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Ghummaz Bhatti

Ghummaz Bhatti

How Can Your Mortgage Get Denied After Pre-Approval?

The pre-approval stage is a necessary step before you can secure a mortgage. This is why homeowners shopping for different lenders get pre-approved for numerous loans before settling down on the right one for them. While the pre-approval period can last from 90 to 120 days, it’s important to remember that you can still lose your current loan terms under specific conditions.

Losing Your Mortgage During the Pre-Approval Phase

Pre-approval is a necessary agreement between you and your chosen lender on the mortgage you’ll sign. This sets the rates, conditions, and other terms in your contract as you enter an arrangement as a borrower. 

Although some homeowners see this stage as a guarantee of their purchase, they can still be denied their loan under specific conditions. Since scouting for a new loan after being denied can be a more challenging feat, you must be wary of the variables that can compromise your value as a borrower.

While you’re in the pre-approval stage of securing your loan, here are three things you need to watch out for:

1. Incurring New Debt

A recurring reason lenders can deny borrowers in the pre-approval phase is to notice a higher degree of debt. This is because having other financial commitments will compromise a borrower’s risk of paying their dues on time. Even a small increase in debt can make your lending company cautious about pushing through with your contract. This is why you need to minimize your credit usage before finalizing your loan.

Keep in mind that securing your loan isn’t an excuse to take up new debt right away. It’s a whole different matter to /project your future financial expenses than actually paying them. Give yourself time to adjust to your new monthly dues before making any significant purchases.

2. Changing Employment Status

Mortgage companies consider your capacity to pay debt consistently by seeing if you have a sustainable income. It’s one of the most important variables when they take in a borrower. If you change jobs mid-way through a loan application, you can be at risk of losing your current deal and terms.

Changes to your employment don’t always reflect negatively on your current mortgage terms. In fact, getting a job with higher pay won’t benefit you in any way. However, it’s best to consult your mortgage broker before you commit to these career choices or if you should finalize your mortgage first.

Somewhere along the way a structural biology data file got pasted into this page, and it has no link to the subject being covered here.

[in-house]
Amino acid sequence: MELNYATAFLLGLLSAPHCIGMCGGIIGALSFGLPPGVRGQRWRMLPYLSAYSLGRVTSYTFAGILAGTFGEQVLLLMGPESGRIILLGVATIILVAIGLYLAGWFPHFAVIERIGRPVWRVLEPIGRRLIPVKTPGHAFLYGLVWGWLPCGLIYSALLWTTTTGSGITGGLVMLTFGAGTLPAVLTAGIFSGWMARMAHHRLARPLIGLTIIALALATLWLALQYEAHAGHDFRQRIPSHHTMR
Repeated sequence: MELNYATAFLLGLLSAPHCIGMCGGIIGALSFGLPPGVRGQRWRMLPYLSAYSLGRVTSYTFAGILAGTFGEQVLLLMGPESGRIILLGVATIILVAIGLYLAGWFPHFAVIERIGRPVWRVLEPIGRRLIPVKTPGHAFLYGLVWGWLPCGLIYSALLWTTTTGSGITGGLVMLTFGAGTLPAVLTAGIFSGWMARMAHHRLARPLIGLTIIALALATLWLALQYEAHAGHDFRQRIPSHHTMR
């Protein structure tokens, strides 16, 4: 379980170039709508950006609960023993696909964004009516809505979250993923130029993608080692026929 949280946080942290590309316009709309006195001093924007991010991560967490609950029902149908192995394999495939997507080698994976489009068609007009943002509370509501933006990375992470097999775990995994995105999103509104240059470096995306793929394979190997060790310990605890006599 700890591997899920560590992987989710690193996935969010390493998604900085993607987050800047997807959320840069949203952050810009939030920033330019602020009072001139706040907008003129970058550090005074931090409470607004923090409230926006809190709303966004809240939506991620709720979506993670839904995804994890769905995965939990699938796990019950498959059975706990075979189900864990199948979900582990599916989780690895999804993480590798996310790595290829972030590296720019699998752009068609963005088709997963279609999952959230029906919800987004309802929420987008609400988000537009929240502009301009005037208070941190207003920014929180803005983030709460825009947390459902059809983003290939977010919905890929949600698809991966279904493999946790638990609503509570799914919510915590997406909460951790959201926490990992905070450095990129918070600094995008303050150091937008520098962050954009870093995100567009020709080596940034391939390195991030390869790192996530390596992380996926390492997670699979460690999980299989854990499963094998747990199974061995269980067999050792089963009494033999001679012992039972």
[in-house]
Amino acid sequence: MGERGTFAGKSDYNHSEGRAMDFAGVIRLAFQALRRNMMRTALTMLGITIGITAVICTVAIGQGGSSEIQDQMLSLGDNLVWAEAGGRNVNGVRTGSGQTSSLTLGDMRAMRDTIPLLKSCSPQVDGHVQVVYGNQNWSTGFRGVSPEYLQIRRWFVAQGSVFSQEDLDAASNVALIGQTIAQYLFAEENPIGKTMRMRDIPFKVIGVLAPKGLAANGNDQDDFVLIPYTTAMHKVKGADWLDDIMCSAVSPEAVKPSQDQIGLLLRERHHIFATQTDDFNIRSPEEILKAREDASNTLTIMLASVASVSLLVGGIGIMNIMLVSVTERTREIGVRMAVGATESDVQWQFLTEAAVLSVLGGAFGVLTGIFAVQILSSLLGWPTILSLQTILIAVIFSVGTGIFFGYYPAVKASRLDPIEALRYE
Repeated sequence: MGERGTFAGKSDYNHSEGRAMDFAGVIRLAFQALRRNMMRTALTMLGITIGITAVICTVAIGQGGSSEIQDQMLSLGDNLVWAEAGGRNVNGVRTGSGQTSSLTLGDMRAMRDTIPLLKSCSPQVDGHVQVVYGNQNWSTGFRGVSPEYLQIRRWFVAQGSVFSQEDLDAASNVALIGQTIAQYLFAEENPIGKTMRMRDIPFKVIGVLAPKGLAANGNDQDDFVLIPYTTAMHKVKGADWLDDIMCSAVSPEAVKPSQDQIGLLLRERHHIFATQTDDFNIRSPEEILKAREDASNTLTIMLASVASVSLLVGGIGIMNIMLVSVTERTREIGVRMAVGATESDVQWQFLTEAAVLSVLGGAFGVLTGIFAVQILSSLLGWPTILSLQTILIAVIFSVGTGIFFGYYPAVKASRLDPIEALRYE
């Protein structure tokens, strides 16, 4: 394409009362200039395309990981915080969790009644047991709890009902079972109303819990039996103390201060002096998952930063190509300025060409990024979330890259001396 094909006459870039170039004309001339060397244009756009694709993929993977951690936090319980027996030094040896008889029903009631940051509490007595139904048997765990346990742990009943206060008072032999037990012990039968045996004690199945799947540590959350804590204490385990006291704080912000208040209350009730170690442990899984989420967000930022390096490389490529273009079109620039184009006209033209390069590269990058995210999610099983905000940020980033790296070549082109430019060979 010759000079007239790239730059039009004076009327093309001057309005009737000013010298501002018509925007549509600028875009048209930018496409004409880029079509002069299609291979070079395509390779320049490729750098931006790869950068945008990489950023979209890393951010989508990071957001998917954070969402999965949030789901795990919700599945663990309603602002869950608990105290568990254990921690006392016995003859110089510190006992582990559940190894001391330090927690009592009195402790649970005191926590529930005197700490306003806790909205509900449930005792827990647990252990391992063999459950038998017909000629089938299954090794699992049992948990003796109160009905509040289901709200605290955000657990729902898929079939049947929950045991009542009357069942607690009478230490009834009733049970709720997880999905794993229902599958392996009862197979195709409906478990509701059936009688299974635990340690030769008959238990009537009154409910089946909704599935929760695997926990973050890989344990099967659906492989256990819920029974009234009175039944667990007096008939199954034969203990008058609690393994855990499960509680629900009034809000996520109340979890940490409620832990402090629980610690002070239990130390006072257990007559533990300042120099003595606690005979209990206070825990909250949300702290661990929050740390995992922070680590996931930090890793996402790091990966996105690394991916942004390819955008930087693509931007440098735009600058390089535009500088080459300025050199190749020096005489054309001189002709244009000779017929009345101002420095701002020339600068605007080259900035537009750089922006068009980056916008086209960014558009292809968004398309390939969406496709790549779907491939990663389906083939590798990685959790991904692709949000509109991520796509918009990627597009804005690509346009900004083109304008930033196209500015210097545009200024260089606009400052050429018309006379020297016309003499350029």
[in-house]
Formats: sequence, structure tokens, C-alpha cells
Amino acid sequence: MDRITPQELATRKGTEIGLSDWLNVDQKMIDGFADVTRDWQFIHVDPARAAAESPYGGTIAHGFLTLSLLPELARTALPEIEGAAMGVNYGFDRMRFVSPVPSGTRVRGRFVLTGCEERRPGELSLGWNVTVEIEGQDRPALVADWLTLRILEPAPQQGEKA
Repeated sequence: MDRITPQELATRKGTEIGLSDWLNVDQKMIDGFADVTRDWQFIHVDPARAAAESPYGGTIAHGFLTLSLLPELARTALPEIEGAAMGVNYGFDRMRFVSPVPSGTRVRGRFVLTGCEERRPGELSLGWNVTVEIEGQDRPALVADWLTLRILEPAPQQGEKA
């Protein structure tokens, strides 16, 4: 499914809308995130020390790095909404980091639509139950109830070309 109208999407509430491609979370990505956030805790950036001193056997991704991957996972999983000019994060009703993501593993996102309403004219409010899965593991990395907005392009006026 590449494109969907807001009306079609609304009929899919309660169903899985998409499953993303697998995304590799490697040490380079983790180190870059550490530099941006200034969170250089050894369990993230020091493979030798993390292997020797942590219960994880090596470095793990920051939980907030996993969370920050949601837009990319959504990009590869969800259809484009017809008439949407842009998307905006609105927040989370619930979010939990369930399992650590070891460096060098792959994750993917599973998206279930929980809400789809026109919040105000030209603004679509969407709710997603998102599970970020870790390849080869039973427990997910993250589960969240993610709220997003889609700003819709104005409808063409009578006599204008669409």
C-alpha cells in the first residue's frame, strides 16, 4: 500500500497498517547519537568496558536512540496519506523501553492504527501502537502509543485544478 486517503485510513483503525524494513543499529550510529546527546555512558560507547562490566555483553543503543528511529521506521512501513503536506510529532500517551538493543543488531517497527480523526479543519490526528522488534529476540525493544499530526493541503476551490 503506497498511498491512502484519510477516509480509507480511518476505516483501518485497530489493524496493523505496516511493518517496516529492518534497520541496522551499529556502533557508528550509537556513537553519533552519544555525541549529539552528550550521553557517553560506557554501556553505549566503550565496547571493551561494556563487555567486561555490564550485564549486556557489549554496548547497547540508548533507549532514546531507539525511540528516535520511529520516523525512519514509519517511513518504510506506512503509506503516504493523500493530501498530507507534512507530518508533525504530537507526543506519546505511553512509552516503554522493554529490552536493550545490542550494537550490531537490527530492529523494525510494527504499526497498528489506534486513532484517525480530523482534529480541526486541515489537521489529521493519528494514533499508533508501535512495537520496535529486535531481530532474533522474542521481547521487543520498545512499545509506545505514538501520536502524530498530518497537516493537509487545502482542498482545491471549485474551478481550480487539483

3. Altered Credit Score Standings

The changes above can greatly impact your current credit score, depending on your financial situation. Small changes to your credit score won’t disqualify you from securing your current loan terms. However, a considerable drop can cause your mortgage lenders to pull away from the current terms.

Besides losing your current mortgage terms, you will find it much harder to apply for a loan in the market. Since your credit score is significantly lower, you will have to settle for loans with low credit score eligibility with considerably higher mortgage rates. This is why it’s best to maintain your credit score standing at least four months until your mortgage finalization.

Conclusion

Consistency is the key to earning the trust of your lenders. It’s a principle that will remain true from the start of your loan application till the end of your mortgage’s term. This is why you should always be sure about the financial choice you make. Thankfully, you can get a second opinion from credible professionals to back up your decisions.
At Ottawa Mortgage Services, we understand that securing a mortgage is a major milestone in every Canadian’s life. For this reason, it’s our goal to provide the right financial strategies with adequate options in the market. Contact us now for a free consultation!

Contact Ottawa Mortgage Services to learn more

funding@ottawamortgageservices.ca

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